In a decisive move, the United States Air Force (USAF) has charted a new course in its approach to defense technology. Air Force Secretary Frank Kendall recently announced a dramatic shift in the Next-Generation Air Dominance (NGAD) program. This strategic move is set to not only alter the trajectory of the NGAD program, but it also promises to impact the future of the aerospace and defense industry as a whole.
During a key meeting in Washington D.C., Kendall firmly stated, “We’re not going to do two NGADs. We’re only going to do one.”
This announcement has seismic implications, as it signifies a consolidation of the years of work, including research, development, and prototyping by multiple companies, into a single streamlined design. Giants of the industry such as Lockheed-Martin, Boeing, and Northrop Grumman have been vying for this opportunity, with support expected to come from leading jet engine manufacturers like Pratt & Whitney and General Electric.
Pressing Need to Retire the F-22A
The inception of the NGAD program was driven by a pressing need to retire the USAF’s F-22A Raptor stealth fighters by the 2030s. While these Raptors, with their exceptional agility and stealth capabilities, have proven their worth in combat scenarios, they present a significant challenge in terms of maintenance and upgrading. The small fleet size of the F-22, coupled with its dependence on non-open architecture systems and high-maintenance radar absorbent materials technology, has driven up costs.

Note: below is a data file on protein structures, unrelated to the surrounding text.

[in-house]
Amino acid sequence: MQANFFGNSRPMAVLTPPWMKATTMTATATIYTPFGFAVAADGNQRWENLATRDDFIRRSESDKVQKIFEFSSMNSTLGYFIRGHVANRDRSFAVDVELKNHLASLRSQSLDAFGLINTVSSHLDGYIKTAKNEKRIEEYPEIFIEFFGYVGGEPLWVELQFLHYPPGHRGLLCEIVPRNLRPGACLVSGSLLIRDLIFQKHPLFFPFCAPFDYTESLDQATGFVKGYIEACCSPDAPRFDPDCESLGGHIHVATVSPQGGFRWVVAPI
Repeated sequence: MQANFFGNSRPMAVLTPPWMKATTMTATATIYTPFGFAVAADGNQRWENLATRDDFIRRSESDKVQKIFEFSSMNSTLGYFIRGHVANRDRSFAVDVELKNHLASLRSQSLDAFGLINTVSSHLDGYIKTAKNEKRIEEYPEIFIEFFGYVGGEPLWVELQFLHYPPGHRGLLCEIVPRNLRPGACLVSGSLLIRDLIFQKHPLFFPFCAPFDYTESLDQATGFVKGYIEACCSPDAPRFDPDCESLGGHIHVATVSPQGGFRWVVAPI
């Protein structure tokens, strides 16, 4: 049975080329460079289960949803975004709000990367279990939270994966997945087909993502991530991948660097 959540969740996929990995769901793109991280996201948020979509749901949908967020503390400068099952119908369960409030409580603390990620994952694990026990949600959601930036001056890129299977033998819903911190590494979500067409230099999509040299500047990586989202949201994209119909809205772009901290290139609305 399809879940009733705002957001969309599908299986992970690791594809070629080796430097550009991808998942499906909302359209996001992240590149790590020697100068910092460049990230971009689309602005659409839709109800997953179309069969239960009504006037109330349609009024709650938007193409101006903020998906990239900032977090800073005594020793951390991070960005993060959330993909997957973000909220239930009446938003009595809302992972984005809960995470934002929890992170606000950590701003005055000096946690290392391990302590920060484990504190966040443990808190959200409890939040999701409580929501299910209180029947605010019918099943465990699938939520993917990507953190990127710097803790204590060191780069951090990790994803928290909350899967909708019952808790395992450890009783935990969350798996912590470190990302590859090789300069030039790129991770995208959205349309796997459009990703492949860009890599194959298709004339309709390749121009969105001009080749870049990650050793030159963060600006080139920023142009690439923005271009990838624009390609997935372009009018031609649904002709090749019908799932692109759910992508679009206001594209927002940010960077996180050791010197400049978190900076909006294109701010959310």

These hurdles underscore the ambitious goals of the NGAD program: to deliver a jet with improved sensors and communication links over the F-22, and increased agility compared to the F-35. Moreover, it seeks to create an aircraft design that benefits from the lessons learned from past programs, particularly those relating to cost and technological evolution.
Fierce Competition for Designs
The USAF recently initiated the formal solicitation for NGAD designs, opening up fierce competition among industry leaders. With the selection of the winning design scheduled for 2024, the air of anticipation is palpable. There’s a prevailing notion that the USAF aims to acquire approximately 250 of these advanced fighters, an objective that presents formidable financial and technological challenges. This figure is even more daunting when considering the projected cost of hundreds of millions of dollars for each NGAD unit.
Projected: $16 Billion over 5 Years for Research, Testing and Evaluation
The commitment to the NGAD program is substantial, with the Air Force projecting an investment of $16 billion over the next five years solely for research, development, testing, and evaluation. The ambitious goal is to manifest a future warplane with significantly lower operating costs than the F-22 and potentially the F-35. This signals a considerable shift towards cost-efficiency and sustainability in defense acquisition strategies.